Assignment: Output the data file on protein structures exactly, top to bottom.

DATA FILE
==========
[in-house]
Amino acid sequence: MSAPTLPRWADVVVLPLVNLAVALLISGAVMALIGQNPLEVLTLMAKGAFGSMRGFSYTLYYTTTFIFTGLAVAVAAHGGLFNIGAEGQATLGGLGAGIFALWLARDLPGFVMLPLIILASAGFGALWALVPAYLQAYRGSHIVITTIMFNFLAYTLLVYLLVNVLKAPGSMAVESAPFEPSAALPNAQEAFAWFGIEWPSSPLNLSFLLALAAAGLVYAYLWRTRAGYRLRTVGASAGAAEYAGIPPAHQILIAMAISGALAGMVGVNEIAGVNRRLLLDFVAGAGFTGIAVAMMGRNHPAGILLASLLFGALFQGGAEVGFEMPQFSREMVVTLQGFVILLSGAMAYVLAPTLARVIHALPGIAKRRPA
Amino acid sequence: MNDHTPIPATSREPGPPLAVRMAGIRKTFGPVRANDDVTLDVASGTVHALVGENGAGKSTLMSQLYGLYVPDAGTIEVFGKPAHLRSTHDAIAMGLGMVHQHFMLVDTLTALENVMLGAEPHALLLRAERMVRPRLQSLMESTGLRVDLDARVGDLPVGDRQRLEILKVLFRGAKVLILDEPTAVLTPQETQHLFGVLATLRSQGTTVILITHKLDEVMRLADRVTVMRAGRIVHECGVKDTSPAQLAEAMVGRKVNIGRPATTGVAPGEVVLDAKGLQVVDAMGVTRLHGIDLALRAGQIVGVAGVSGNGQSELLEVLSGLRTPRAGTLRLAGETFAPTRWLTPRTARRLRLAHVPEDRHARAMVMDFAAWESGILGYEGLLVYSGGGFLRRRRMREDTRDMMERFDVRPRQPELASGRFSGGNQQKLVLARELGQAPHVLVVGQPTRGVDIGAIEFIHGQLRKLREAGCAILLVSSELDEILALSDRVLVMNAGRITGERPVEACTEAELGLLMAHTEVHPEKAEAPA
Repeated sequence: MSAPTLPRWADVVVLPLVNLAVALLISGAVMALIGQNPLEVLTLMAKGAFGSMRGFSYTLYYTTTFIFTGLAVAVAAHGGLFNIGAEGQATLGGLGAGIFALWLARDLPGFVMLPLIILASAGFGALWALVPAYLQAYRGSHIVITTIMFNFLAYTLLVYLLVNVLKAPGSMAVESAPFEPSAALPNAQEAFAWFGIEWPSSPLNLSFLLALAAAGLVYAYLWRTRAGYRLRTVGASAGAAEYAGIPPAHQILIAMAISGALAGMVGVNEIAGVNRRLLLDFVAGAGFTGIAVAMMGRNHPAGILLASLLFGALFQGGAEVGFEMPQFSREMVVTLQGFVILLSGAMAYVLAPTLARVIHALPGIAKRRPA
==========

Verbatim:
[in-house]
Amino acid sequence: MSAPTLPRWADVVVLPLVNLAVALLISGAVMALIGQNPLEVLTLMAKGAFGSMRGFSYTLYYTTTFIFTGLAVAVAAHGGLFNIGAEGQATLGGLGAGIFALWLARDLPGFVMLPLIILASAGFGALWALVPAYLQAYRGSHIVITTIMFNFLAYTLLVYLLVNVLKAPGSMAVESAPFEPSAALPNAQEAFAWFGIEWPSSPLNLSFLLALAAAGLVYAYLWRTRAGYRLRTVGASAGAAEYAGIPPAHQILIAMAISGALAGMVGVNEIAGVNRRLLLDFVAGAGFTGIAVAMMGRNHPAGILLASLLFGALFQGGAEVGFEMPQFSREMVVTLQGFVILLSGAMAYVLAPTLARVIHALPGIAKRRPA
Amino acid sequence: MNDHTPIPATSREPGPPLAVRMAGIRKTFGPVRANDDVTLDVASGTVHALVGENGAGKSTLMSQLYGLYVPDAGTIEVFGKPAHLRSTHDAIAMGLGMVHQHFMLVDTLTALENVMLGAEPHALLLRAERMVRPRLQSLMESTGLRVDLDARVGDLPVGDRQRLEILKVLFRGAKVLILDEPTAVLTPQETQHLFGVLATLRSQGTTVILITHKLDEVMRLADRVTVMRAGRIVHECGVKDTSPAQLAEAMVGRKVNIGRPATTGVAPGEVVLDAKGLQVVDAMGVTRLHGIDLALRAGQIVGVAGVSGNGQSELLEVLSGLRTPRAGTLRLAGETFAPTRWLTPRTARRLRLAHVPEDRHARAMVMDFAAWESGILGYEGLLVYSGGGFLRRRRMREDTRDMMERFDVRPRQPELASGRFSGGNQQKLVLARELGQAPHVLVVGQPTRGVDIGAIEFIHGQLRKLREAGCAILLVSSELDEILALSDRVLVMNAGRITGERPVEACTEAELGLLMAHTEVHPEKAEAPA
Repeated sequence: MSAPTLPRWADVVVLPLVNLAVALLISGAVMALIGQNPLEVLTLMAKGAFGSMRGFSYTLYYTTTFIFTGLAVAVAAHGGLFNIGAEGQATLGGLGAGIFALWLARDLPGFVMLPLIILASAGFGALWALVPAYLQAYRGSHIVITTIMFNFLAYTLLVYLLVNVLKAPGSMAVESAPFEPSAALPNAQEAFAWFGIEWPSSPLNLSFLLALAAAGLVYAYLWRTRAGYRLRTVGASAGAAEYAGIPPAHQILIAMAISGALAGMVGVNEIAGVNRRLLLDFVAGAGFTGIAVAMMGRNHPAGILLASLLFGALFQGGAEVGFEMPQFSREMVVTLQGFVILLSGAMAYVLAPTLARVIHALPGIAKRRPA